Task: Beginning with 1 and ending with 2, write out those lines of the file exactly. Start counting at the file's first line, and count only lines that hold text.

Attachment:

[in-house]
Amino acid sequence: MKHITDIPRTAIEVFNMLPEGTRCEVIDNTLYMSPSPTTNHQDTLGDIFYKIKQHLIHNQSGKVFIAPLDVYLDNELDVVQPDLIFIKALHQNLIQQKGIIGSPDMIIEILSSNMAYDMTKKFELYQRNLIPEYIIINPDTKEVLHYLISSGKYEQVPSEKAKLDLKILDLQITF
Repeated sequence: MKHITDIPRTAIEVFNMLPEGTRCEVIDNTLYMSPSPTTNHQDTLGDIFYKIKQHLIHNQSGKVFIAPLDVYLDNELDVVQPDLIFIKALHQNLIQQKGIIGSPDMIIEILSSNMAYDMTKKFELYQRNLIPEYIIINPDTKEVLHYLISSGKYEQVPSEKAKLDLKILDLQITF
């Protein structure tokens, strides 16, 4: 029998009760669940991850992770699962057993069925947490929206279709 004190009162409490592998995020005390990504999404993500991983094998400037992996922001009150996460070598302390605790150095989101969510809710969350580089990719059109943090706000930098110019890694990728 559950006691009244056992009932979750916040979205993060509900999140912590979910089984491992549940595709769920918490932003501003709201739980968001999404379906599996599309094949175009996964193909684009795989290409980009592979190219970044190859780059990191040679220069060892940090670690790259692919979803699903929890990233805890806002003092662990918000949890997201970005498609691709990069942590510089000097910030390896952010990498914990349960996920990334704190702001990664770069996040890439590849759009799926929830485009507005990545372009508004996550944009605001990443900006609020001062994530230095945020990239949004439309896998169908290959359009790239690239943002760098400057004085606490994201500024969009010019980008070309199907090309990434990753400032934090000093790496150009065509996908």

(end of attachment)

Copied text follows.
[in-house]
Amino acid sequence: MKHITDIPRTAIEVFNMLPEGTRCEVIDNTLYMSPSPTTNHQDTLGDIFYKIKQHLIHNQSGKVFIAPLDVYLDNELDVVQPDLIFIKALHQNLIQQKGIIGSPDMIIEILSSNMAYDMTKKFELYQRNLIPEYIIINPDTKEVLHYLISSGKYEQVPSEKAKLDLKILDLQITF